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Native community makes 'great strides'

But organizers of National Aboriginal Day also worry there is a lot of racism

Sharon Boase
Hamilton Spectator
(Jun 21, 2006)

[SISIS note: The following mainstream news article is provided for reference only, as an example of how mainstream media treats indigenous resistance to genocide. Mainstream media often presents biased and distorted information, lacking pertinent facts and/or context. Inclusion of this article on our site should not be considered an endorsement by SISIS.]

With centuries of racism and injustice to be overcome, members of Hamilton's aboriginal community know when it's time to take a breather, take stock and to celebrate the victories.

Today is National Aboriginal Day and First Nations, Inuit and Metis people across Canada are gathering to celebrate their culture and traditions.

Steeltown's festivities start with a sunrise ceremony at City Hall. Activities will include a barbecue lunch, an eagle feather presentation plus traditional dancing and drumming.

"I think that things are positive, more so than in the past," said Cindy Sue McCormack, a social planner and the chair of the city's Committee Against Racism (CAR). "The aboriginal community in Hamilton is making great strides in bridging the gap with the mainstream. We're more and more involved now than, say, 10 years ago, and our voices are being heard."

Yet the reality of racism has been painfully brought home by the Caledonia land dispute, said McCormack. CAR members have learned of racist taunts in schools and recreation centres. One said the anti-native backlash is worse than the anti-Muslim backlash following 9/11.

Many aboriginal high-school students have been singled out with racist taunts, said Melissa Cabezas, aboriginal youth adviser at Cathedral Secondary School. Few young people have a thorough knowledge of the history or politics of events, said Cabezas, and that's true of young aboriginals and the Caledonia land conflict. "When they hear the negative or racist comments, they're reacting in a way where they're showing how proud they are of their culture. They've handled themselves in a good way."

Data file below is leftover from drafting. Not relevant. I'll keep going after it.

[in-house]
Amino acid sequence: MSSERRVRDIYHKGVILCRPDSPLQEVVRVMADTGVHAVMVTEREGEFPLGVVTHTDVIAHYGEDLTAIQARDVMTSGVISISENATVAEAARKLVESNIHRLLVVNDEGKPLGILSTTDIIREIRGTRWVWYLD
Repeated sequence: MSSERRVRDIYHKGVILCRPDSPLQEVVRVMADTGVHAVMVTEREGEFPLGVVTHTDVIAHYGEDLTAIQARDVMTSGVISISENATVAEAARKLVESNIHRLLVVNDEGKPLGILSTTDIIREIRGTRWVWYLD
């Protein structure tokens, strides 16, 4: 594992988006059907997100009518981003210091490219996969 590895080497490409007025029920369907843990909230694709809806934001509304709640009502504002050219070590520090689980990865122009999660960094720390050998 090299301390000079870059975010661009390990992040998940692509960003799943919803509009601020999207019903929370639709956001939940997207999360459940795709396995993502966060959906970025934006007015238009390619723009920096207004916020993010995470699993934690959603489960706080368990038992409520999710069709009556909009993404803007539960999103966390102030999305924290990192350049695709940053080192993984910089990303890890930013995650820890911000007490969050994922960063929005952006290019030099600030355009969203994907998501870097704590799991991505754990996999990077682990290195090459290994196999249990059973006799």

Aboriginal students at Cathedral and at Sir John A. Macdonald schools are celebrating news that an aboriginal stay-in-school initiative called Nya:weh will be funded by Hamilton's Catholic and public school boards in September to the tune of $120,000.

Nya:weh, which means thank you in Mohawk, is an acronym for Native Youth Advancement with Education Hamilton, which started three years ago. It connects aboriginal students with an aboriginal youth adviser who oversees their introduction to native culture and who advocates for them.

"Some may need to get that cultural component, others need tangibles, like the support of the youth adviser with conflicts, tutoring, bus tickets or breakfast or lunch everyday," said Taunya Laslo, chair of Hamilton Executive Directors Aboriginal Coalition (HEDAC), whose members advise on Nya:weh's development. HEDAC members have also been advising city hall on aboriginal issues since 2003.

Meanwhile, an aboriginal seniors complex is set to open in August. It will offer geared-to-income rent for 23 currently homeless aboriginals aged 55 and over. "In the aboriginal community, we have programs for youth but we don't have anything for our seniors," said Janice Lewis, executive director of Urban Native Homes Inc.

Elize Hartley, co-chair of HEDAC, an elder with Metis Women's Circle and Nya:weh, said single people on the street are "worse off than any others."

Aboriginals face "a systemic racism" going back centuries. "That is perpetuated because so many of our people have lost their culture and traditions, totally apart from alcoholism and drug addiction," said Hartley. "When you've lost your culture and your traditions, you've lost everything. That's why we're working so hard in our community to bring it back, especially with the young."

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